Members of the Medina school board acknowledged Friday they didn’t know how big a bill Superintendent Randy Stepp had run up to pay for his education.
In an email response signed by all four school board members to questions posed by The Gazette on Sunday, they said they knew the district was helping to pay for Stepp’s education but admitted they didn’t know the exact amount totaled more than a quarter-million dollars.
“The Board of Education was aware that Dr. Stepp was receiving tuition reimbursement,” the statement said. “The Board was not aware of the extent of the reimbursement or that it applied to all degrees.”
Since 2010, taxpayers have paid more than $265,000 for courses Stepp took at Case Western University, where he earned a master’s in business administration, and nearly $172,000 to pay off his three student loans held by the U.S. Department of Education.
Stepp has three degrees from Ashland University: a doctorate and bachelor’s and master’s degrees in education.
All of the payouts were made through the Medina County Schools’ Educational Service Center, which provides services to seven Medina County school districts.
The money for the educational payments came from a “carryover fund” the educational service center maintains for each school district.
Stepp personally directed the center’s treasurer to cut the checks.
The board members said they didn’t know the specifics of the payments.
“The past procedure for reimbursement was such that the Board was not informed of the payments/contracts between the Board and the Medina County Educational Service Center (ESC),” the board members said in their email response.
Board members promised to change that policy.
“The district treasurer has already begun to work with the Educational Service Center to put procedures in place that will provide more oversight,” the board said in their statement.
The board has been under pressure to respond to questions surrounding the payments since a March 8 public forum, attended by more than 400 parents, students, teachers and other residents.
The public outcry came in reaction to Stepp’s new contract, which provided an $83,000 bonus designed to keep him from accepting another job.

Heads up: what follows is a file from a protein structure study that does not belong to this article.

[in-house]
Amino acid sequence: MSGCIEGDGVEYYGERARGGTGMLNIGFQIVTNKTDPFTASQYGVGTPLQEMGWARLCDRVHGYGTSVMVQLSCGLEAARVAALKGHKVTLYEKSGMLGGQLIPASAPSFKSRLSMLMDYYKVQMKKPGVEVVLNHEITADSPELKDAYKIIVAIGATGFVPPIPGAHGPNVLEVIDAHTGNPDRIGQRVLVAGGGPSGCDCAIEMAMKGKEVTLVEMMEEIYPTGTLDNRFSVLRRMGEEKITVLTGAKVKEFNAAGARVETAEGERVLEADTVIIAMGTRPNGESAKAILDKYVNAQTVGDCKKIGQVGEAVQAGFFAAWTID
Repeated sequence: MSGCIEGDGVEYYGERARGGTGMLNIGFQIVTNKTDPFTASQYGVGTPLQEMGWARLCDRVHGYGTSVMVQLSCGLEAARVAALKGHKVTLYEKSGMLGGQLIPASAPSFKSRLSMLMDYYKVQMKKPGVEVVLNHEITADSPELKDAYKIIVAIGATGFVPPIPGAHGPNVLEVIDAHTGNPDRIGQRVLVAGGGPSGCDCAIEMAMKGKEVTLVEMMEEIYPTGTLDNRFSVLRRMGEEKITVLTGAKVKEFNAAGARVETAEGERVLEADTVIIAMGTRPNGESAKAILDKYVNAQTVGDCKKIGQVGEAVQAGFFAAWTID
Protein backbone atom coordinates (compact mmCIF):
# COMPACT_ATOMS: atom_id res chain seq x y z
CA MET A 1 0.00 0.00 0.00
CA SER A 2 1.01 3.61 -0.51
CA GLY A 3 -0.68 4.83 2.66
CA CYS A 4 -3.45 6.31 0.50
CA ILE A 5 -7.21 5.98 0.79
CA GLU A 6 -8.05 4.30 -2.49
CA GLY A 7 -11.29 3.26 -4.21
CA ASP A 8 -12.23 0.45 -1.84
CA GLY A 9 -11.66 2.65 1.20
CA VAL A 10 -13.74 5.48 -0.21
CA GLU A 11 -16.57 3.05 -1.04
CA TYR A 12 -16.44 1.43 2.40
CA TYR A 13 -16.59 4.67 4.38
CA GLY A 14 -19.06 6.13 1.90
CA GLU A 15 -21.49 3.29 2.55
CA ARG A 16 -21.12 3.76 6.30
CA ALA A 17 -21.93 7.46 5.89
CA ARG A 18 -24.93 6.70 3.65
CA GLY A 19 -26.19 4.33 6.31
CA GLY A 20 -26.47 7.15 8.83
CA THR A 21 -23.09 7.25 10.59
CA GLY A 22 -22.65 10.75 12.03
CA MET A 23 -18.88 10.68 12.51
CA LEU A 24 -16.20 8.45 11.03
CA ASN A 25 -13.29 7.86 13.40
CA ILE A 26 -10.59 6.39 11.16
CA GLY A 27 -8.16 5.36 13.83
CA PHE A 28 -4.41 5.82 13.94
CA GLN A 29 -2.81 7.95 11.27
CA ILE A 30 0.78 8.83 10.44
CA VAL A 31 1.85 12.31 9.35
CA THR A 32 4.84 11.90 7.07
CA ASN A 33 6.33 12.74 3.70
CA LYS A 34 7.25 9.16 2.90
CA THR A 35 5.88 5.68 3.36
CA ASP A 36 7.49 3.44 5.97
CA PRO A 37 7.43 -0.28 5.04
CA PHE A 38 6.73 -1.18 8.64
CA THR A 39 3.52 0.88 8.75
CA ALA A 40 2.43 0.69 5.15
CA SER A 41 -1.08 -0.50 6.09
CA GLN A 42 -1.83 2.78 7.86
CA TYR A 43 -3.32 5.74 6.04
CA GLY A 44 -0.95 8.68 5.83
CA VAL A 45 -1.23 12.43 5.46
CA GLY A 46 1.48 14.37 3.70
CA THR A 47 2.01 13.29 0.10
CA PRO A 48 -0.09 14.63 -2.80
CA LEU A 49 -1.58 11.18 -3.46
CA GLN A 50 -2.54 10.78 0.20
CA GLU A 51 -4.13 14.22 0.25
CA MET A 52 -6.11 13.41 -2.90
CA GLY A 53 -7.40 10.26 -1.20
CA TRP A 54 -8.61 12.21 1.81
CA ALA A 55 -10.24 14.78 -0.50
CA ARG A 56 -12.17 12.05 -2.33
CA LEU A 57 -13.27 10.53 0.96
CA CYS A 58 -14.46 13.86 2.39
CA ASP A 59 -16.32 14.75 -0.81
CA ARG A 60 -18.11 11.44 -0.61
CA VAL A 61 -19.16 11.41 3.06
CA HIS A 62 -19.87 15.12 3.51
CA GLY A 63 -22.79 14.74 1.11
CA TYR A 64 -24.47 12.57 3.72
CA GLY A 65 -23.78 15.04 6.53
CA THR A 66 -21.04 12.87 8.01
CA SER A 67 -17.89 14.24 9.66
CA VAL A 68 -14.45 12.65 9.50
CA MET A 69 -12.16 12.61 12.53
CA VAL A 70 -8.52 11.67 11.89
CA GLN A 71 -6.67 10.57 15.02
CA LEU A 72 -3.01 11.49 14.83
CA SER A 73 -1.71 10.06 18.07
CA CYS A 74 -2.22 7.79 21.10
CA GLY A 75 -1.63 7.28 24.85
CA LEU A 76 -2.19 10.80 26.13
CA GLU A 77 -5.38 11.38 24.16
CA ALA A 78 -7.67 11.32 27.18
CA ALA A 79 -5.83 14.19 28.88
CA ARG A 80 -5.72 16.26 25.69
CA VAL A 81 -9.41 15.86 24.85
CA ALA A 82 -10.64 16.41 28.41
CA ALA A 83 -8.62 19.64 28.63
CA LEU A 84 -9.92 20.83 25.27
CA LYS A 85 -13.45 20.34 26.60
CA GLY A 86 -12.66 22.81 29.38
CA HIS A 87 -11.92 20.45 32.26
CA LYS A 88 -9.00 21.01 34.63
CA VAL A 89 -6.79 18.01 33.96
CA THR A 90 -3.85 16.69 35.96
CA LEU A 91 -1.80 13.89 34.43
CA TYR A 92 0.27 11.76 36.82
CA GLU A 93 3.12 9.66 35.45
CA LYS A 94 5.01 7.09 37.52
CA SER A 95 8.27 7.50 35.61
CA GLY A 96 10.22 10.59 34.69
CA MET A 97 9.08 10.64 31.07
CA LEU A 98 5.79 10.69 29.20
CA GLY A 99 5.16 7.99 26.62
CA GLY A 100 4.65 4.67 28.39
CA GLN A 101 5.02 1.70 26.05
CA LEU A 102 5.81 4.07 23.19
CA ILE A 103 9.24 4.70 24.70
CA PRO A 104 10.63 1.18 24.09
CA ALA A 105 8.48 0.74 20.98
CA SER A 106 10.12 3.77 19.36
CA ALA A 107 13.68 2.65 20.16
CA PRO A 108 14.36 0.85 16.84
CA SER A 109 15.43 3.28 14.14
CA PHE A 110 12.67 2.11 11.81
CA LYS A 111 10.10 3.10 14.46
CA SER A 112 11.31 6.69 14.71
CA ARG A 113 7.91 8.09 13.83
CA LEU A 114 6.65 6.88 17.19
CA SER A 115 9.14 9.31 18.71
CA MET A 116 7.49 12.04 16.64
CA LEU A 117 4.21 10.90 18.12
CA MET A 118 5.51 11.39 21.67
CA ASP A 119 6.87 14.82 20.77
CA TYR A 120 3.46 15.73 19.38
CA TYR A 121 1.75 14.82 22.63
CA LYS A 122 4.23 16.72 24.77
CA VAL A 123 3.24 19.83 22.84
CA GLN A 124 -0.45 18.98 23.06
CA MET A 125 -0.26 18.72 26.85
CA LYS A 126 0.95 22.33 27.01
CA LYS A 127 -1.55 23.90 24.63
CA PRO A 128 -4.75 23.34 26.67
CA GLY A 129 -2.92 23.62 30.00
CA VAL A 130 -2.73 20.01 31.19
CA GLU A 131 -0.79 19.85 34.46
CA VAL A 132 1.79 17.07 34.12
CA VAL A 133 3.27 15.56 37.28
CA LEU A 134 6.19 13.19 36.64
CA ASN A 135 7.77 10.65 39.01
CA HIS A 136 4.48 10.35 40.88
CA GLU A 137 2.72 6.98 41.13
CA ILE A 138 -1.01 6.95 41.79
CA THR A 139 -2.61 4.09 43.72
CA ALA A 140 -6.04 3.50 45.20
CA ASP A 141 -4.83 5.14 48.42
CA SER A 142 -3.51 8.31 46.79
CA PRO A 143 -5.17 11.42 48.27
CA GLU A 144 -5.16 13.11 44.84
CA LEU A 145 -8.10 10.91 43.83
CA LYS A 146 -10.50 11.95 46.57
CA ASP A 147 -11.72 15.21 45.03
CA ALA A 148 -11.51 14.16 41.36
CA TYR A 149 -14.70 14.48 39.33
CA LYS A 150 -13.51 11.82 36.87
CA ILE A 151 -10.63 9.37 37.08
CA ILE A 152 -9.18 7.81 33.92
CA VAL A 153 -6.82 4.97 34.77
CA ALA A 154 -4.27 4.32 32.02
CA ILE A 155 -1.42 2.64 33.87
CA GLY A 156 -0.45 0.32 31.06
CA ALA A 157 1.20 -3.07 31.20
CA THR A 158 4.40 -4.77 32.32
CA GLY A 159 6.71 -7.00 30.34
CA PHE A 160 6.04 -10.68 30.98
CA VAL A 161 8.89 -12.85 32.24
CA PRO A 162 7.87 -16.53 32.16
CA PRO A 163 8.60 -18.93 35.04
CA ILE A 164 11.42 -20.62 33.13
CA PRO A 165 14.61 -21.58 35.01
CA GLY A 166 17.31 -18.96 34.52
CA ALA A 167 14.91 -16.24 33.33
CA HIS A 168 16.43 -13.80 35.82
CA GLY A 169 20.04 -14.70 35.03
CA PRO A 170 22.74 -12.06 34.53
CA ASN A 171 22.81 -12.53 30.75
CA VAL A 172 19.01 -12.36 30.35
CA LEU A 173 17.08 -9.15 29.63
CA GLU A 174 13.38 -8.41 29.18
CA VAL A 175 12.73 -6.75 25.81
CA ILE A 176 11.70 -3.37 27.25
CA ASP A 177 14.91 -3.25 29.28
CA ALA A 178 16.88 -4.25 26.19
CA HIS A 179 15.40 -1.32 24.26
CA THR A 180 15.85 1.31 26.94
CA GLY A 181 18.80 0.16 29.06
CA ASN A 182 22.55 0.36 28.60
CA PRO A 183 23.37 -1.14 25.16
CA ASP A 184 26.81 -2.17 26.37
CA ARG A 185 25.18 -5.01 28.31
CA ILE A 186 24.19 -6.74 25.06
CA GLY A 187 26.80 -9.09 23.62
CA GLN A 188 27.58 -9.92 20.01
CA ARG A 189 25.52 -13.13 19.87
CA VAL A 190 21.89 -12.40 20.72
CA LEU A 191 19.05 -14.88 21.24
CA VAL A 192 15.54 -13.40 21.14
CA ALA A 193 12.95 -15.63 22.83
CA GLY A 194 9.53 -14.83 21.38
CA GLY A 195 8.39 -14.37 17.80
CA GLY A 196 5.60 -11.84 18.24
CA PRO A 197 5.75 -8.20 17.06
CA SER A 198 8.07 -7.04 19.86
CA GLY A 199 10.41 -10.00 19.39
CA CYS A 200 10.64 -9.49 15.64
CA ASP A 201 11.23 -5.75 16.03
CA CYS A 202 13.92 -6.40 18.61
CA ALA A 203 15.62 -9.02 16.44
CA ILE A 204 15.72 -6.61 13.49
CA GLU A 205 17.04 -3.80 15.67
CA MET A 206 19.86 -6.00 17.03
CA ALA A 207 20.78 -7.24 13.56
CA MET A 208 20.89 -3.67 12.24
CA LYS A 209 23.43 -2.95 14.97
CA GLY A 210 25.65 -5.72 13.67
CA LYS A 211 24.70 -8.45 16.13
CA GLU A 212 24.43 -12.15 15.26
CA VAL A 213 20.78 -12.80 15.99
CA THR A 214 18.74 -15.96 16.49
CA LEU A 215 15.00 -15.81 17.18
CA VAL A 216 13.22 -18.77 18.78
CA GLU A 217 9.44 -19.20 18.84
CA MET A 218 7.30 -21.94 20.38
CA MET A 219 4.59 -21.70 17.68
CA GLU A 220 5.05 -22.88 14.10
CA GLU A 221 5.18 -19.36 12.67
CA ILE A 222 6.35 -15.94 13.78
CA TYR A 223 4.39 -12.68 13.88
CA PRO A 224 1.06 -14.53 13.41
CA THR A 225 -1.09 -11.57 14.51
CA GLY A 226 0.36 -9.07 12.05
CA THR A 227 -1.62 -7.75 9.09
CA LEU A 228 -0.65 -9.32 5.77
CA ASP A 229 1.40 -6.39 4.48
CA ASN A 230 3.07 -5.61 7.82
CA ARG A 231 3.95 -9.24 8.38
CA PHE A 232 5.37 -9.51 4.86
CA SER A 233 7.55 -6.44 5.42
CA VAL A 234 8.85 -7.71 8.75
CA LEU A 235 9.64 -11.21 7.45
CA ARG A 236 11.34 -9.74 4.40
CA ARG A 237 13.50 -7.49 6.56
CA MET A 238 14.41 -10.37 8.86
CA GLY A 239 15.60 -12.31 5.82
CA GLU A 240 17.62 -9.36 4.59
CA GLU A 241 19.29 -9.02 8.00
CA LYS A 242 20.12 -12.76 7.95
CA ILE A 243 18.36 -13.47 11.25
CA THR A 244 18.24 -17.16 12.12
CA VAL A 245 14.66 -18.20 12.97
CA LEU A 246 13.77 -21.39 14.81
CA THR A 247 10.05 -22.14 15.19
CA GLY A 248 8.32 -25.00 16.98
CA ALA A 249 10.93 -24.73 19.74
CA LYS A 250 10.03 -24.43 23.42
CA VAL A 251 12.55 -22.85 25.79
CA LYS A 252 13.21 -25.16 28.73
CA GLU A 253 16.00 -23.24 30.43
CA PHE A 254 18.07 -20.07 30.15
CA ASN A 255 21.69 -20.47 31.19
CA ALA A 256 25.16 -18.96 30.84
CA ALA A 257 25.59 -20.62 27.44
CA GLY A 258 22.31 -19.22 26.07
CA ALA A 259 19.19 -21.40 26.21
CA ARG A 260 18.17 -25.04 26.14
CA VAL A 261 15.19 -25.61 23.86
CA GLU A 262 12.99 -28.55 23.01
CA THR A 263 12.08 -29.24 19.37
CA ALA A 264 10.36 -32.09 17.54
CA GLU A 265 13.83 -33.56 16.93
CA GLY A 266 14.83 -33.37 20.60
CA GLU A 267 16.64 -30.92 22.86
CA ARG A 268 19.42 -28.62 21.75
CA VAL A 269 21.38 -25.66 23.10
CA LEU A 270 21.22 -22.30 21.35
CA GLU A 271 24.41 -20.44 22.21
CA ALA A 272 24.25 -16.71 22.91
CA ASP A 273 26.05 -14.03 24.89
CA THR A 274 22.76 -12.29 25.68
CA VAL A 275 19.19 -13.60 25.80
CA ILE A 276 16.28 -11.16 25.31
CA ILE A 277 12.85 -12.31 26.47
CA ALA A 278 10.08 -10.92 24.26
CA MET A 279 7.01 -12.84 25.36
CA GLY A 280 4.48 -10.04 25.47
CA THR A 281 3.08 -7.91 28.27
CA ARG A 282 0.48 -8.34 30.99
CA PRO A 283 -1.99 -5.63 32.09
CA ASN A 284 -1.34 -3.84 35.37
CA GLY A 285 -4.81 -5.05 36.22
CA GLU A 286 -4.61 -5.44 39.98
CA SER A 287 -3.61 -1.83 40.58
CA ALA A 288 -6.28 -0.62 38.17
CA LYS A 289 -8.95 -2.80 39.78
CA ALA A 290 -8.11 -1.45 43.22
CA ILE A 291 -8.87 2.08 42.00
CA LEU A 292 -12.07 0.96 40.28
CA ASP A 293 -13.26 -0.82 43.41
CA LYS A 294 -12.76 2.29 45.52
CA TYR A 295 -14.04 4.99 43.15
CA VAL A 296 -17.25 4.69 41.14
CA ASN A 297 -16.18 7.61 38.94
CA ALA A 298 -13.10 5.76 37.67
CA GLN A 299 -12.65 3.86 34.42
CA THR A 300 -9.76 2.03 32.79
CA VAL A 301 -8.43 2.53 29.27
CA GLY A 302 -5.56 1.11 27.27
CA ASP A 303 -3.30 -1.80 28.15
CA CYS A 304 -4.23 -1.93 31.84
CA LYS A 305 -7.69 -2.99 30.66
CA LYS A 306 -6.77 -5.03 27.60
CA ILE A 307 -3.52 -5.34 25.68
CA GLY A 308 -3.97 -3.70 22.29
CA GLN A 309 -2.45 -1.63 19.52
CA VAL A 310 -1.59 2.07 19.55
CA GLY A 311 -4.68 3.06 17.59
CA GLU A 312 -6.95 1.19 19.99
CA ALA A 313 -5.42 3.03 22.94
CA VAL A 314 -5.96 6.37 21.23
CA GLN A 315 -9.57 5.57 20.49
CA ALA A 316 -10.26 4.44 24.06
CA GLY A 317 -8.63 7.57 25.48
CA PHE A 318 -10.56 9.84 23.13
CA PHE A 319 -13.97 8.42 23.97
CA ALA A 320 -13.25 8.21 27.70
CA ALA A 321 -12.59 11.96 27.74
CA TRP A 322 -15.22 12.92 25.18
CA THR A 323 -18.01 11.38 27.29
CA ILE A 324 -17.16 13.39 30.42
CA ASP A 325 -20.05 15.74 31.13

The board approved the contract Jan. 7 but didn’t issue a news release until March 1, after rumors of the bonus were circulating.
At the forum, Stepp agreed to pay back the $83,000 bonus in installments.
But questions remain about why board members approved paying for Stepp’s education and how those payments were made.
In their statement, the board said it did not ask for an itemization of Stepp’s college expenditures until March 15 — more than a year after the last payment was made.
Board members said they still don’t know the details of Stepp’s three federal loans.
“At the Board’s request on March 15, 2013, Dr. Stepp provided the board with a summary of his U.S. Department of Education loan history, not an itemization of his college costs,” the board said in the statement.
John Leatherman, president of the Medina City Teachers Association, said the response from the board is “too little, too late.”
“I guess it’s a start,” said the president of the union, which represents the district’s more than 400 teachers. “They’ve come clean by admitting they didn’t know about the non-transparent spending spree that was going on with the ESC spending account.”
Leatherman said he was surprised and disappointed board members didn’t learn the full extent of the payments until March 6 — two days after the union made a public records request for the documents.
“I’m just puzzled as to how they didn’t know,” he said.
The board promised to make reforms aimed at providing more accountability.
“We can certainly have better accounting of numbers going in and out of the ESC,” board member Susan Vlcek said in an interview on Friday.
The issue will be discussed at the board’s next regular meeting, scheduled for 6 p.m. Wednesday at the Medina High School Distance Learning Laboratory.
The board members ended their written statement with a pledge to do better.
“Going forward, the board is committed to regaining community trust and increasing the transparency of our activities,” the statement said.
Contact reporter Loren Genson at (330) 721-4063 or firstname.lastname@example.org.